KILIFI, Kenya (PAMACC News) - It is Mid July, and a team of 25 women and youths selected from all the seven Sub Counties of Kilifi County are gathered at the Mtwapa Energy Centre in the heart of Kilifi County on a three day mission to learn how to mould a unique cook stove known as ‘kuni mbili’ which uses only two pieces of firewood at a time.
In general, the county’s main source of cooking energy particularly within rural communities is largely firewood burned at the centre of the traditional three stones, of which most of the heat escapes into the open air.
“Our target is to train residents on how to minimise the use of biomass used for cooking as much as possible, while at the same time ensuring that there is efficiency of cooking as a way of protecting the environment and reducing risks associated with excess smoke at household levels,” said Mohamed Shuqry, the Coordinator at the Mtwapa Energy Centre.
The centre is one of the facilities that were established under the Rural Electrification and Ennergy Corporation (REREC) to promote environment friendly energy development and dissemination at county levels across the country.
Shuqry notes that kuni mbili cook stove is designed with a lining made of fire treated clay. “The lining keeps the heat on target, which leads to minimum use of biomass, but maximum and efficient utilisation of the heat,” he said.
The initiative is in line with the Kilifi County Integrated Development Plan (CIDP), which seeks promote energy efficiency by promoting the use of clean cook stoves and energy saving jikos in institutions and at household level.
The programme to build capacities and create awareness of environment friendly cooking solutions in Kilifi is driven by collaboration between the County Government, the Clean Cooking Association of Kenya (CCAK), World Wide Fund (WWF) and community based organisations under the Voices for Just Climate Action (VCA).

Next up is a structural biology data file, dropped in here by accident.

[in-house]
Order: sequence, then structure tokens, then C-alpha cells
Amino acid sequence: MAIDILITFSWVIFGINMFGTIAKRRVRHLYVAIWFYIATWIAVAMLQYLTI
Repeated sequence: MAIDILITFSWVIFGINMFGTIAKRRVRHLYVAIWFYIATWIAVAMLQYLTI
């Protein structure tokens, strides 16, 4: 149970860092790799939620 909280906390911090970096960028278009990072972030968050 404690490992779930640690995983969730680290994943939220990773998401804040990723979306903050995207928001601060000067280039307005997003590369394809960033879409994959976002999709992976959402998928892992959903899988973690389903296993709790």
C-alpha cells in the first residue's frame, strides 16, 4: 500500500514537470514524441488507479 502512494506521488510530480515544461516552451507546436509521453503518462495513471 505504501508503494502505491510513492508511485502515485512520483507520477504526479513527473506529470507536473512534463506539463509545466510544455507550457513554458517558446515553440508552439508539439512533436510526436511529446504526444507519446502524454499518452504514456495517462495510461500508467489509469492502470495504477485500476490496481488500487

According to Philomena Mitalo, the Programme Officer at CCAK, uptake of the improved cook stoves, most of which are imported has been very low because of the high taxes. “The costs of these stoves outweigh benefits, thereby impeding national climate and sustainable development goals,” she told the Climate Action.
CCAK has been on the forefront trying to influence policy and fiscal environment in regards to import duty and Value Added Tax (VAT) that is affecting access and adoption to clean cooking solutions especially among the rural poor.
To mitigate this, Kilifi County has installed briquette making machines in each of the seven Sub Counties for local communities to use for briquette making instead of relying on charcoal and wood fuel.
Studies have shown that briquettes, which are compressed block of charcoal dust or other combustible biomass materials mixed with clay, have a higher thermal calorific value and lower ash content compared to charcoal.
Alice Katiwa Mwiza from Guruguru village in Kaloleni Sub County says that briquette making has now become one of her sources of income. “I have taken briquette making as a business, which is now becoming very popular among the local households,” said Mwiza, one of the community leaders who had come to learn how to mould kuni mbili cook stove.
Excessive use of biomass use as cooking energy has been linked to forest degradation, deforestation, decline in biodiversity, soil degradation, indoor air pollution and emission of greenhouse gasses.
According to Jonathan Buonocore of the Harvard T.H. Chan School of Public Health, burning biomass has significant public health and environmental justice consequences.
“Like other combustion fuels, air pollution from burning biomass can cause asthma exacerbations, hospitalisations for heart attack and respiratory disease, birth defects, neurodegenerative diseases and death, among many other health impacts,” wrote Buonocore, a research scientist at the Center for Climate, Health, and the Global Environment.
According to Mitalo, well designed cook stoves have the ability to significantly reduce the smoke due to the efficient use of biomass and high combustion rate, thereby reducing indoor air pollution.
“We have many other cleaner sources of energy, but for the sake of just transition, we cannot move straight from the traditional three stone fireplace to the most sophisticated cooking solution, we have to start with what the communities identify with, which in this case is firewood,” she said.
The initiative for environment friendly cooking solutions targets to reach out to at least 10,000 households in Kilifi County in the next four years.